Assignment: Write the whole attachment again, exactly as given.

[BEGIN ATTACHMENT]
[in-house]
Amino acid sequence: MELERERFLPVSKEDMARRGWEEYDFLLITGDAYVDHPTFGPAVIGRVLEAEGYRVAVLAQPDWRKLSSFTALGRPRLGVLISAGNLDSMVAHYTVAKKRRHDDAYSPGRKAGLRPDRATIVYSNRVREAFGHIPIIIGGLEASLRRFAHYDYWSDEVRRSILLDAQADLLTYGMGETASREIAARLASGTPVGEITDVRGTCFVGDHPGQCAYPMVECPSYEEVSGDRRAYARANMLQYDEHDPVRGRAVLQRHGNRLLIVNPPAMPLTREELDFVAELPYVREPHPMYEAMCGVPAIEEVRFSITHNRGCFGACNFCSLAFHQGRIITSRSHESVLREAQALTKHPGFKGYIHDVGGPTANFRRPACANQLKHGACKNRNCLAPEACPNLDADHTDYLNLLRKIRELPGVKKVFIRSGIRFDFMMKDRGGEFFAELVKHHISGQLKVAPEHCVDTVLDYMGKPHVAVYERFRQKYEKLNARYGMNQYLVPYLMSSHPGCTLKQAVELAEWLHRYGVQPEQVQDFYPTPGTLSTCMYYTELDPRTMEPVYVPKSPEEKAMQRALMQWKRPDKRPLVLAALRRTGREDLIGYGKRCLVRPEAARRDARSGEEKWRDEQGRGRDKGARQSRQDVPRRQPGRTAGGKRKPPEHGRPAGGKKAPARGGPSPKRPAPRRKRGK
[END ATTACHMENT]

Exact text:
[in-house]
Amino acid sequence: MELERERFLPVSKEDMARRGWEEYDFLLITGDAYVDHPTFGPAVIGRVLEAEGYRVAVLAQPDWRKLSSFTALGRPRLGVLISAGNLDSMVAHYTVAKKRRHDDAYSPGRKAGLRPDRATIVYSNRVREAFGHIPIIIGGLEASLRRFAHYDYWSDEVRRSILLDAQADLLTYGMGETASREIAARLASGTPVGEITDVRGTCFVGDHPGQCAYPMVECPSYEEVSGDRRAYARANMLQYDEHDPVRGRAVLQRHGNRLLIVNPPAMPLTREELDFVAELPYVREPHPMYEAMCGVPAIEEVRFSITHNRGCFGACNFCSLAFHQGRIITSRSHESVLREAQALTKHPGFKGYIHDVGGPTANFRRPACANQLKHGACKNRNCLAPEACPNLDADHTDYLNLLRKIRELPGVKKVFIRSGIRFDFMMKDRGGEFFAELVKHHISGQLKVAPEHCVDTVLDYMGKPHVAVYERFRQKYEKLNARYGMNQYLVPYLMSSHPGCTLKQAVELAEWLHRYGVQPEQVQDFYPTPGTLSTCMYYTELDPRTMEPVYVPKSPEEKAMQRALMQWKRPDKRPLVLAALRRTGREDLIGYGKRCLVRPEAARRDARSGEEKWRDEQGRGRDKGARQSRQDVPRRQPGRTAGGKRKPPEHGRPAGGKKAPARGGPSPKRPAPRRKRGK